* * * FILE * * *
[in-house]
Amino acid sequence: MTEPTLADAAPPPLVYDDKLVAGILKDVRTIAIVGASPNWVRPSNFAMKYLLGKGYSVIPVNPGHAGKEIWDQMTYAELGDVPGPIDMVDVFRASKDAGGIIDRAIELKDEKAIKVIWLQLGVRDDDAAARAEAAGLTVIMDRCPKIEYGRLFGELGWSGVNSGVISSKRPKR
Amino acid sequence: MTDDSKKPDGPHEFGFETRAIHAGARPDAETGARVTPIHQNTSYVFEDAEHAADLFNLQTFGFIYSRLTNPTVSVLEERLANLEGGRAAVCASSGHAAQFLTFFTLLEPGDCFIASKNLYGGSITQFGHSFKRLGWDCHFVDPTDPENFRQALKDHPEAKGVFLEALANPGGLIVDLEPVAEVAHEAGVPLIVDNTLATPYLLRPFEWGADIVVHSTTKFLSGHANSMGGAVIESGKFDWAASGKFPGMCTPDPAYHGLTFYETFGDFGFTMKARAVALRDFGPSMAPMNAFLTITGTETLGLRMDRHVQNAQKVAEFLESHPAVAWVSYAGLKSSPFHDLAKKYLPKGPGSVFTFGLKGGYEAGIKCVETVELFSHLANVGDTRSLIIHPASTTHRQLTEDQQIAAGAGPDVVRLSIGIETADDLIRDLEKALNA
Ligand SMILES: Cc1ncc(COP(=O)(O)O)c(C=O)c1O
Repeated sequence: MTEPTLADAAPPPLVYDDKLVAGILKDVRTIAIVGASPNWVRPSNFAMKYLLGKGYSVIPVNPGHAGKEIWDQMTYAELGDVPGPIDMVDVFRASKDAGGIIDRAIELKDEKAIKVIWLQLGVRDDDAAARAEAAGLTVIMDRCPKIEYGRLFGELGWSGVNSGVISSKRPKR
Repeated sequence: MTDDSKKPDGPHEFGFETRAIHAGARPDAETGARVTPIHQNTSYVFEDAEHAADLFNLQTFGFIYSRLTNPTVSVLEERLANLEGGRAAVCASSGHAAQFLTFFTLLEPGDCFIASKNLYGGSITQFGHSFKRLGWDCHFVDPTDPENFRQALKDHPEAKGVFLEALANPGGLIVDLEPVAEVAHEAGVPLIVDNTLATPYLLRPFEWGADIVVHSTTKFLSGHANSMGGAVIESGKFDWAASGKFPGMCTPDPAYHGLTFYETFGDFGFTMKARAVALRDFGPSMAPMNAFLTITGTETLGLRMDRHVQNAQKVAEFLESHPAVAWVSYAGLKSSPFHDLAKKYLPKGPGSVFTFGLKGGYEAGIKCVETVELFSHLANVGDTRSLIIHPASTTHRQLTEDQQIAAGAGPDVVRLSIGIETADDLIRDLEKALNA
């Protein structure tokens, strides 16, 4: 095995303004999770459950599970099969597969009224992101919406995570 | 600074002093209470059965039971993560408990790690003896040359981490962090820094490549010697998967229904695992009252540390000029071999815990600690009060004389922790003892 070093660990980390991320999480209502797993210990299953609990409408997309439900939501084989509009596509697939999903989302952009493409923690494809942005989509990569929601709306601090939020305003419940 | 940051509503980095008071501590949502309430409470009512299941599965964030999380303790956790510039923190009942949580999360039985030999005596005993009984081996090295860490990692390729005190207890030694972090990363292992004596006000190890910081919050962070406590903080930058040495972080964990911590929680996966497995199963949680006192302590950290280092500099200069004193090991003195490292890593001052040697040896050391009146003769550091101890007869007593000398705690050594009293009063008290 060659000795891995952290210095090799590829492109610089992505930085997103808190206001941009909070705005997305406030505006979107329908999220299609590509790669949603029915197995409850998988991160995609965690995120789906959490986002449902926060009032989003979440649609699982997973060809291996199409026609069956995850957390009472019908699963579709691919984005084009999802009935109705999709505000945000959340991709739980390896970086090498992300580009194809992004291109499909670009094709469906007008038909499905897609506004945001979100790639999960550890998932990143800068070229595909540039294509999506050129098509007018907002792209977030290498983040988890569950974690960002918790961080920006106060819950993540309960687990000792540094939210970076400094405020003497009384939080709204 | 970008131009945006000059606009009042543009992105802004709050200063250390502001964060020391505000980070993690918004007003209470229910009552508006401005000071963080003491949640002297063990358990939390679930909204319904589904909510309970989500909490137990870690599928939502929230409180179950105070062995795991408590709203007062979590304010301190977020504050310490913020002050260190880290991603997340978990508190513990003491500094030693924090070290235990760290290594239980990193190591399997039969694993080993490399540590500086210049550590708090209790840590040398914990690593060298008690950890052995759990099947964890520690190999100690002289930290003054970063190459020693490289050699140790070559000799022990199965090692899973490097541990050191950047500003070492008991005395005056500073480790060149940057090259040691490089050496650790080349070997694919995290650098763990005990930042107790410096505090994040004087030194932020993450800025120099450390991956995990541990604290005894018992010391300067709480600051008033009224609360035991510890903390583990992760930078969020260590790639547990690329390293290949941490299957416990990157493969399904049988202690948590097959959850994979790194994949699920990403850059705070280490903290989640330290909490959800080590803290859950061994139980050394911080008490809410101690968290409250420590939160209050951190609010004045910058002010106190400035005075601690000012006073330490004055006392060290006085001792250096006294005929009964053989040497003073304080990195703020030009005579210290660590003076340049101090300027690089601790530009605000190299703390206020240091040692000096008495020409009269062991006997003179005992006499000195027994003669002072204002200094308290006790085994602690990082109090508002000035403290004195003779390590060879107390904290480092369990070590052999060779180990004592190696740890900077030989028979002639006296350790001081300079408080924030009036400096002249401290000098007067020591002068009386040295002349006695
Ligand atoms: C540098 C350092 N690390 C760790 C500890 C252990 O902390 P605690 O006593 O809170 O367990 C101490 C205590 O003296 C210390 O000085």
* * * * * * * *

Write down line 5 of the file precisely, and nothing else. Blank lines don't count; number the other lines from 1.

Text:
Repeated sequence: MTEPTLADAAPPPLVYDDKLVAGILKDVRTIAIVGASPNWVRPSNFAMKYLLGKGYSVIPVNPGHAGKEIWDQMTYAELGDVPGPIDMVDVFRASKDAGGIIDRAIELKDEKAIKVIWLQLGVRDDDAAARAEAAGLTVIMDRCPKIEYGRLFGELGWSGVNSGVISSKRPKR